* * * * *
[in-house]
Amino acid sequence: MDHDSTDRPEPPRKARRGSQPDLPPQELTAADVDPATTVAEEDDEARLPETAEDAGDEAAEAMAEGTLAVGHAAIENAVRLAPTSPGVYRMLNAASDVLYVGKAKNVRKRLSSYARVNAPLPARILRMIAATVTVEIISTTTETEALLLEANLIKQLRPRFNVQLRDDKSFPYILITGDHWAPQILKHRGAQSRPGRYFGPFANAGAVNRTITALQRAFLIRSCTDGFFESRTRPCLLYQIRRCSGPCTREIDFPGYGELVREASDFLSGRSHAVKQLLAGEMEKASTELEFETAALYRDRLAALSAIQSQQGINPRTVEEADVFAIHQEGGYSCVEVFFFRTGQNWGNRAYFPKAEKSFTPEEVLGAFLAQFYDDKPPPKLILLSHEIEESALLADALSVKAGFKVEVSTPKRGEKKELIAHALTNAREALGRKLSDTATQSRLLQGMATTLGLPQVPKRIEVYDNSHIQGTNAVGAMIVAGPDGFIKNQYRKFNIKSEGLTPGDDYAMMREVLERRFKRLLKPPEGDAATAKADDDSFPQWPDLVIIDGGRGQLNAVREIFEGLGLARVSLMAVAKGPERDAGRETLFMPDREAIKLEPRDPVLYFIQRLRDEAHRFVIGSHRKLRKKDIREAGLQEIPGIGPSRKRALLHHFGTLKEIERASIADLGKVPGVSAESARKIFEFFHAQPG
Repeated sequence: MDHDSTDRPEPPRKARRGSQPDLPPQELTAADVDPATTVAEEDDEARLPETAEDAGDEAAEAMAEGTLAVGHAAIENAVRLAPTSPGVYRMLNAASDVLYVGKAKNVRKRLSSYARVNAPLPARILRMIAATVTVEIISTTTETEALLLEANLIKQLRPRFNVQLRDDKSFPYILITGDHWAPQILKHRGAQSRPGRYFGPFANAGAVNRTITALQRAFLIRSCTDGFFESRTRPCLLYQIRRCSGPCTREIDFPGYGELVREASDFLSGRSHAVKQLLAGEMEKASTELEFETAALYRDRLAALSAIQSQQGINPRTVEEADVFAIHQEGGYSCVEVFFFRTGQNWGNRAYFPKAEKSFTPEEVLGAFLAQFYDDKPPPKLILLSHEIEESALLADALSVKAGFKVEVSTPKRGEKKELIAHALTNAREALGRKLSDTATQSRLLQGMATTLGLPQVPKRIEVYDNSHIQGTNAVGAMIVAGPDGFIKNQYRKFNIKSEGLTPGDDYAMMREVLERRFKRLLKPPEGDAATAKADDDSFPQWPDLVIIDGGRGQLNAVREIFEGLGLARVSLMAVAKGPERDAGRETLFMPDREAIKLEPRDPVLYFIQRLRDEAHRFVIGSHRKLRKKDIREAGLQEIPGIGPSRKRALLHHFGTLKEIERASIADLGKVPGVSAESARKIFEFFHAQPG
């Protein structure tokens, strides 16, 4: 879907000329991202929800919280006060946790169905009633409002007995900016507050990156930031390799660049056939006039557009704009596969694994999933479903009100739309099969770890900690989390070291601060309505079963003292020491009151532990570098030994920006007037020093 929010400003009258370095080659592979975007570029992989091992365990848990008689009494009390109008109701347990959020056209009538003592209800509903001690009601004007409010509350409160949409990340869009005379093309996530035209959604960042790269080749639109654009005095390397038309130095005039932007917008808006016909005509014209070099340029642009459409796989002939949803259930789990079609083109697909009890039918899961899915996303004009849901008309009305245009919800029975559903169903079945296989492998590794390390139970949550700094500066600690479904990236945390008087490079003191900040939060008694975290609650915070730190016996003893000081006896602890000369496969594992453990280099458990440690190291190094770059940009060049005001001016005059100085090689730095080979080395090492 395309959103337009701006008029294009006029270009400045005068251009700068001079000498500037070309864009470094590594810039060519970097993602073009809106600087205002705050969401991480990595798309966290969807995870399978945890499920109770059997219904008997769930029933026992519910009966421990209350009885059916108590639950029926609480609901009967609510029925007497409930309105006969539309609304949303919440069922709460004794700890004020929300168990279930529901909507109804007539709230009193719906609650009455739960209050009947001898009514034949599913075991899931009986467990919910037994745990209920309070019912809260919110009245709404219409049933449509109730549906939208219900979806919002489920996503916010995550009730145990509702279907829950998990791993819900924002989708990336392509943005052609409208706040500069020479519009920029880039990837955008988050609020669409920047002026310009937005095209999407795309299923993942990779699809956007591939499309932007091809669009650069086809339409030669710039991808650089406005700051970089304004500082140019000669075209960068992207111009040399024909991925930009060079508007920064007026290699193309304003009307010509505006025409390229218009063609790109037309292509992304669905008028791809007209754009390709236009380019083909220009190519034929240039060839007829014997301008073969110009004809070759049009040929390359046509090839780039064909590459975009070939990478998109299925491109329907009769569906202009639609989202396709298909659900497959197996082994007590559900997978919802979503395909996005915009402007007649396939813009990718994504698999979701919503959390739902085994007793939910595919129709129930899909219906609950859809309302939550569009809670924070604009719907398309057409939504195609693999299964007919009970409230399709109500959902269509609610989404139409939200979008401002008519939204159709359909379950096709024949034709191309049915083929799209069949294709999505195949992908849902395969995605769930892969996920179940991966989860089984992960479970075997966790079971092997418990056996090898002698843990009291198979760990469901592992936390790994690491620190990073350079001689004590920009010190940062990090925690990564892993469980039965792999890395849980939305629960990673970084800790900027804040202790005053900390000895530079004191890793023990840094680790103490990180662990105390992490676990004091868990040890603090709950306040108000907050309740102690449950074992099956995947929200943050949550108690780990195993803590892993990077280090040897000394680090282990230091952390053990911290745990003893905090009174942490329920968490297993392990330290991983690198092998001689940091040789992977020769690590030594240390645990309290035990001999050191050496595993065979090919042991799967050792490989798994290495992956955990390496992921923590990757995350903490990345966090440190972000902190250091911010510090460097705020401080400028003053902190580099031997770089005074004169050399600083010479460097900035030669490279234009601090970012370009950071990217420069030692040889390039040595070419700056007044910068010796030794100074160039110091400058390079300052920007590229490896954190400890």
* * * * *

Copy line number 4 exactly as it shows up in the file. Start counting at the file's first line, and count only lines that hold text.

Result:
């Protein structure tokens, strides 16, 4: 879907000329991202929800919280006060946790169905009633409002007995900016507050990156930031390799660049056939006039557009704009596969694994999933479903009100739309099969770890900690989390070291601060309505079963003292020491009151532990570098030994920006007037020093 929010400003009258370095080659592979975007570029992989091992365990848990008689009494009390109008109701347990959020056209009538003592209800509903001690009601004007409010509350409160949409990340869009005379093309996530035209959604960042790269080749639109654009005095390397038309130095005039932007917008808006016909005509014209070099340029642009459409796989002939949803259930789990079609083109697909009890039918899961899915996303004009849901008309009305245009919800029975559903169903079945296989492998590794390390139970949550700094500066600690479904990236945390008087490079003191900040939060008694975290609650915070730190016996003893000081006896602890000369496969594992453990280099458990440690190291190094770059940009060049005001001016005059100085090689730095080979080395090492 395309959103337009701006008029294009006029270009400045005068251009700068001079000498500037070309864009470094590594810039060519970097993602073009809106600087205002705050969401991480990595798309966290969807995870399978945890499920109770059997219904008997769930029933026992519910009966421990209350009885059916108590639950029926609480609901009967609510029925007497409930309105006969539309609304949303919440069922709460004794700890004020929300168990279930529901909507109804007539709230009193719906609650009455739960209050009947001898009514034949599913075991899931009986467990919910037994745990209920309070019912809260919110009245709404219409049933449509109730549906939208219900979806919002489920996503916010995550009730145990509702279907829950998990791993819900924002989708990336392509943005052609409208706040500069020479519009920029880039990837955008988050609020669409920047002026310009937005095209999407795309299923993942990779699809956007591939499309932007091809669009650069086809339409030669710039991808650089406005700051970089304004500082140019000669075209960068992207111009040399024909991925930009060079508007920064007026290699193309304003009307010509505006025409390229218009063609790109037309292509992304669905008028791809007209754009390709236009380019083909220009190519034929240039060839007829014997301008073969110009004809070759049009040929390359046509090839780039064909590459975009070939990478998109299925491109329907009769569906202009639609989202396709298909659900497959197996082994007590559900997978919802979503395909996005915009402007007649396939813009990718994504698999979701919503959390739902085994007793939910595919129709129930899909219906609950859809309302939550569009809670924070604009719907398309057409939504195609693999299964007919009970409230399709109500959902269509609610989404139409939200979008401002008519939204159709359909379950096709024949034709191309049915083929799209069949294709999505195949992908849902395969995605769930892969996920179940991966989860089984992960479970075997966790079971092997418990056996090898002698843990009291198979760990469901592992936390790994690491620190990073350079001689004590920009010190940062990090925690990564892993469980039965792999890395849980939305629960990673970084800790900027804040202790005053900390000895530079004191890793023990840094680790103490990180662990105390992490676990004091868990040890603090709950306040108000907050309740102690449950074992099956995947929200943050949550108690780990195993803590892993990077280090040897000394680090282990230091952390053990911290745990003893905090009174942490329920968490297993392990330290991983690198092998001689940091040789992977020769690590030594240390645990309290035990001999050191050496595993065979090919042991799967050792490989798994290495992956955990390496992921923590990757995350903490990345966090440190972000902190250091911010510090460097705020401080400028003053902190580099031997770089005074004169050399600083010479460097900035030669490279234009601090970012370009950071990217420069030692040889390039040595070419700056007044910068010796030794100074160039110091400058390079300052920007590229490896954190400890």